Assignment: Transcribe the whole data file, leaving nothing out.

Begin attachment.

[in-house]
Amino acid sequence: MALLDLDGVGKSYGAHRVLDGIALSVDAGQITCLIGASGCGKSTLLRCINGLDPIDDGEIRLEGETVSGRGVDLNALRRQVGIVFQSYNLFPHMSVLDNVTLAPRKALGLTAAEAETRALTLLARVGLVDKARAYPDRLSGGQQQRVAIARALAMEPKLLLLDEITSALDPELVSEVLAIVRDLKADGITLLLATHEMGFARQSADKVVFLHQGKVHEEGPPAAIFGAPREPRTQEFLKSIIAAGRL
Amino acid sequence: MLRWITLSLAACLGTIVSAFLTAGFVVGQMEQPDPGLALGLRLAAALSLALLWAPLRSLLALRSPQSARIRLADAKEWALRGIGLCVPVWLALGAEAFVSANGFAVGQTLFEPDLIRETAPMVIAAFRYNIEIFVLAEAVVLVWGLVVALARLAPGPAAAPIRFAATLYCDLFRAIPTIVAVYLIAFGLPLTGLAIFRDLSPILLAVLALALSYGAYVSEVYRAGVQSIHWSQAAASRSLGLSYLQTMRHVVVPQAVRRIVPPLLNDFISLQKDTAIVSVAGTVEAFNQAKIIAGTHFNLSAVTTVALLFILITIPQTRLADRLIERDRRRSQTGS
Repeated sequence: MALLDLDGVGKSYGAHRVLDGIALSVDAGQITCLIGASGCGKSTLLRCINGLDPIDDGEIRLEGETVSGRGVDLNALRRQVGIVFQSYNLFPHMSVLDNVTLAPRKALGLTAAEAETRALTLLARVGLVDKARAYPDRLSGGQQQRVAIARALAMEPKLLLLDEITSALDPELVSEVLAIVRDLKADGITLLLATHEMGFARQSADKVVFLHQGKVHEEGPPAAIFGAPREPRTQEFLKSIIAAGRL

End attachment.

[in-house]
Amino acid sequence: MALLDLDGVGKSYGAHRVLDGIALSVDAGQITCLIGASGCGKSTLLRCINGLDPIDDGEIRLEGETVSGRGVDLNALRRQVGIVFQSYNLFPHMSVLDNVTLAPRKALGLTAAEAETRALTLLARVGLVDKARAYPDRLSGGQQQRVAIARALAMEPKLLLLDEITSALDPELVSEVLAIVRDLKADGITLLLATHEMGFARQSADKVVFLHQGKVHEEGPPAAIFGAPREPRTQEFLKSIIAAGRL
Amino acid sequence: MLRWITLSLAACLGTIVSAFLTAGFVVGQMEQPDPGLALGLRLAAALSLALLWAPLRSLLALRSPQSARIRLADAKEWALRGIGLCVPVWLALGAEAFVSANGFAVGQTLFEPDLIRETAPMVIAAFRYNIEIFVLAEAVVLVWGLVVALARLAPGPAAAPIRFAATLYCDLFRAIPTIVAVYLIAFGLPLTGLAIFRDLSPILLAVLALALSYGAYVSEVYRAGVQSIHWSQAAASRSLGLSYLQTMRHVVVPQAVRRIVPPLLNDFISLQKDTAIVSVAGTVEAFNQAKIIAGTHFNLSAVTTVALLFILITIPQTRLADRLIERDRRRSQTGS
Repeated sequence: MALLDLDGVGKSYGAHRVLDGIALSVDAGQITCLIGASGCGKSTLLRCINGLDPIDDGEIRLEGETVSGRGVDLNALRRQVGIVFQSYNLFPHMSVLDNVTLAPRKALGLTAAEAETRALTLLARVGLVDKARAYPDRLSGGQQQRVAIARALAMEPKLLLLDEITSALDPELVSEVLAIVRDLKADGITLLLATHEMGFARQSADKVVFLHQGKVHEEGPPAAIFGAPREPRTQEFLKSIIAAGRL